The origins of this event go back about two hundred years to the early 1800s, and due to a number of factors, including its traditional nature, its relative informality, and its itinerant nature in the past 15 years, it’s tricky to get the full story. Suffice to say, some believe it has its roots (date back to times of the Romans) in pagan rituals celebrating the start of spring; some say it’s fertility related; other reports say it also took place alongside other unusual competitions.
In the past nearly 20 years, the event has been held with some regularity almost every year, typically on the last Saturday in May and is presided over by a Master of Ceremonies. On any given year, several thousand people get together and watch roughly between 20-40 contestants (in numerous races with different contestants each time) chase a 8-pound wheel of cheese or, in 2013, its plastic replica) down a very steep (with a 2:1 gradient)(295 foot) hill in the English countryside. On purpose. For fun. For bragging rights. And, of course, to take home the cheese—which can reach speeds of up to 70 miles per hour, hurtling down the hill. If you’re the first one down the hill, you win it.
The competition’s races are short, intense and not for the faint of heart or the easily bruised. The organization of the race itself is as informal as it can possibly get. If you want to enter, you just show up and do it. There are no application fees or forms. Traditionally, it’s been held by and for the people of the local village Brockworth, about a mile away from Cooper’s Hill, but it’s grown a bit beyond that to attract international attention in the past few years. Last year’s competition attracted more than 5,000 people, but previous years have attracted upwards of 15,000 (in 2009—the last officially-organized event).
There are typically five downhill races; four for men, one for women, with one uphill component as well, but this can vary from year to year. It’s a competition in which broken bones, bruised organs, dislocated shoulders and concussions do sometimes happen; ripped clothing, scratches and other cuts come with the territory. The terrain is a public ground, and it’s rough and uneven. It’s a likely outcome that some people will end up in the hospital, and it’s partly why—oh, apart from the whole cheese rolling business—the festival has been subject to much notoriety.
In 2010, the festival was “officially” canceled due to health and safety concerns for everyone involved: the cheese runners, attendees, and anyone innocently caught in the path; in the past, even audience members have inadvertently fallen down into the mess, (and hospitialized due to being hit by the cheese) as the hill is really steep. In 1997, 33 people were transported to the local hospital for injuries as small as splinters and as significant as broken bones. In 2011, in an attempt to make the event safer for everyone involved, organizers announced they would make it a two-day affair with an entrance fee to cover the cost of managing the anticipated crowds with security and fencing. The move incited such violent outbursts that the rolling was officially canceled altogether—again, out of safety concerns—but a couple hundred people met and rolled the cheese anyway. If the event took place during world wars, you can imagine that very little can keep people away from this cliff-like hill. The event has continued unofficially since and is run by handful of locals.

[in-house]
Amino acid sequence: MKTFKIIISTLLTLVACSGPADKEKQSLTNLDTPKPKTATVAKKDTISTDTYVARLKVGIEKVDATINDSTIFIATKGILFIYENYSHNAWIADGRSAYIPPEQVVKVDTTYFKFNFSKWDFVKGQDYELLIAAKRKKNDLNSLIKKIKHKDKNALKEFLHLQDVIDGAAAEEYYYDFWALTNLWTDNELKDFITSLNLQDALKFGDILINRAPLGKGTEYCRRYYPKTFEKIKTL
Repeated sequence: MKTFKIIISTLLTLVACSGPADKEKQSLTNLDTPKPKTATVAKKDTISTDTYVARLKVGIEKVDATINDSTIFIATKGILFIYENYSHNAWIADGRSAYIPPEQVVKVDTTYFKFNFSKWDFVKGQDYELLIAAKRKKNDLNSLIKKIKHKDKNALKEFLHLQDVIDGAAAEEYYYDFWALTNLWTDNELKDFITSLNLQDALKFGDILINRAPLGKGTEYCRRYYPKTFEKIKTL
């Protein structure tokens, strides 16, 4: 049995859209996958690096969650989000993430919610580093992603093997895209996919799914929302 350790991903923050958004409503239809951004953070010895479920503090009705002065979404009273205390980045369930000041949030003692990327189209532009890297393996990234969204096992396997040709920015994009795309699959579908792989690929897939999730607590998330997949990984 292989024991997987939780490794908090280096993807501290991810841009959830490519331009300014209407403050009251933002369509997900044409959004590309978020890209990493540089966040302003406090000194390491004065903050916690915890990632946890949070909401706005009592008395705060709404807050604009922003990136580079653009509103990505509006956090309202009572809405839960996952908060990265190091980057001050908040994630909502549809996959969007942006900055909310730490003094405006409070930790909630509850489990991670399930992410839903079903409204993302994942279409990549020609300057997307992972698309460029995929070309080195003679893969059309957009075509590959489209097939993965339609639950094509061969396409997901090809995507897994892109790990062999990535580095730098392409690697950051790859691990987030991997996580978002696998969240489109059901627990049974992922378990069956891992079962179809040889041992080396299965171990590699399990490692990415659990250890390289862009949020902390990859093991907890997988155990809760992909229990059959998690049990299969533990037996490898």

Fake Plastic Cheese
In 2013, octogenarian Diana Smart from Smart’s Farm in Churcham, which had been supplying the event with the winning cheese since 1988, was intimidated out of participating. The local police said the farm had to stop supplying the event with cheese; otherwise, the farm’s involvement would translate into liability for any injuries sustained. Thus, 2013 saw the introduction of fake plastic wheels to chase, although the winners still received real cheese. It’s too bad, because Smart’s the only one still making Double Gloucester, a raw milk’s cheese with a dense, crumbly texture.
Why Chase Cheese
An international field of daredevils from all over the world compete, but there’s definitely an element of hometown pride at work; 20-something local legend Chris Anderson is often a fixture, having won the race 15 times to date. Lately, he faces increasing competition as word of this wacky event continues to gain worldwide attention (videos have over 3 million views on youtube). In 2013, two of the four races went to locals, including two-time winning 16-year-old Lucy Townsend. Another race was won by 39-year-old Tomoaki Tanaka, from Japan, who dressed like a ninja for the occasion. Another winner was 27-year-old Kenneth Rackers, a former Army soldier from Colorado Springs, Colorado. He heard about it while he was in college, put it on his “bucket list,” and decided to challenge himself to bring home the cheese. His training involved extraordinary measures, including pushing a Jeep, along with feats of stamina and endurance such as running up and down similarly-pitched hills on his home terrain.
For Rackers, the race has morphed into a launch pad for his project and documentary film, One In a Million, inspiring others to chase their dreams. It’s not necessarily about the cheese—one prior winner, a local lad, confessed he didn’t even like it. And on a practical level, you don’t ever really get the cheese: it gets a head start. Once it takes off, it flies down that hill and typically eclipses everyone to bounce over the finish line—a chalk mark in the grass.